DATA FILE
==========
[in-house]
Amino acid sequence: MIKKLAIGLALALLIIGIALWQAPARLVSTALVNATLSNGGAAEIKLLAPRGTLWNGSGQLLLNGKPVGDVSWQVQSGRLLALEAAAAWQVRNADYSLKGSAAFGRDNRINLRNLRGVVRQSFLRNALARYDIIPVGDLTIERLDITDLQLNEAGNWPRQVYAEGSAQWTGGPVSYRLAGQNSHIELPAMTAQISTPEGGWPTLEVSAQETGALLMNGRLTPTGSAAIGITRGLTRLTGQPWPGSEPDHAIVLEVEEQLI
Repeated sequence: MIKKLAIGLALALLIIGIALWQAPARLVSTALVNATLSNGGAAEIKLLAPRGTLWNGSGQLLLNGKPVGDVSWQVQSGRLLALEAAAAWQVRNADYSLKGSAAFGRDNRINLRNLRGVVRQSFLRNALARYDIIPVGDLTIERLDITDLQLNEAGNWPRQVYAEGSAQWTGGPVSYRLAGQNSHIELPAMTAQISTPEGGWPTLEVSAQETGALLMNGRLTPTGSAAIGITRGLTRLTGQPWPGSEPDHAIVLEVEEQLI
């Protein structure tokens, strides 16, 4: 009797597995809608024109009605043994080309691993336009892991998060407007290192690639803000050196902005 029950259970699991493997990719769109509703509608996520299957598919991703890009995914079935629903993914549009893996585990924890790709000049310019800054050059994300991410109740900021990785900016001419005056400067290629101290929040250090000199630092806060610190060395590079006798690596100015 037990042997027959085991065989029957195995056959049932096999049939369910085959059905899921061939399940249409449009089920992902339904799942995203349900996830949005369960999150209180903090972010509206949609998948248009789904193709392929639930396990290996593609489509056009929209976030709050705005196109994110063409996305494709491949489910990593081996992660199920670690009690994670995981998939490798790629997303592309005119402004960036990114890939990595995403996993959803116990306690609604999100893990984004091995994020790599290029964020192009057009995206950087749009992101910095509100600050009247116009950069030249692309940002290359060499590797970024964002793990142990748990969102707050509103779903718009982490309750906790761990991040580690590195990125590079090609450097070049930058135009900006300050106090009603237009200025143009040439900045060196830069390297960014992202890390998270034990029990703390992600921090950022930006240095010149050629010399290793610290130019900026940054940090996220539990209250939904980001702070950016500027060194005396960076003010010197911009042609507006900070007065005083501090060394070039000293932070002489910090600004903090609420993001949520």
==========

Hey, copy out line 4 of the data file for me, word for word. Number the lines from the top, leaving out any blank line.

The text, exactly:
């Protein structure tokens, strides 16, 4: 009797597995809608024109009605043994080309691993336009892991998060407007290192690639803000050196902005 029950259970699991493997990719769109509703509608996520299957598919991703890009995914079935629903993914549009893996585990924890790709000049310019800054050059994300991410109740900021990785900016001419005056400067290629101290929040250090000199630092806060610190060395590079006798690596100015 037990042997027959085991065989029957195995056959049932096999049939369910085959059905899921061939399940249409449009089920992902339904799942995203349900996830949005369960999150209180903090972010509206949609998948248009789904193709392929639930396990290996593609489509056009929209976030709050705005196109994110063409996305494709491949489910990593081996992660199920670690009690994670995981998939490798790629997303592309005119402004960036990114890939990595995403996993959803116990306690609604999100893990984004091995994020790599290029964020192009057009995206950087749009992101910095509100600050009247116009950069030249692309940002290359060499590797970024964002793990142990748990969102707050509103779903718009982490309750906790761990991040580690590195990125590079090609450097070049930058135009900006300050106090009603237009200025143009040439900045060196830069390297960014992202890390998270034990029990703390992600921090950022930006240095010149050629010399290793610290130019900026940054940090996220539990209250939904980001702070950016500027060194005396960076003010010197911009042609507006900070007065005083501090060394070039000293932070002489910090600004903090609420993001949520």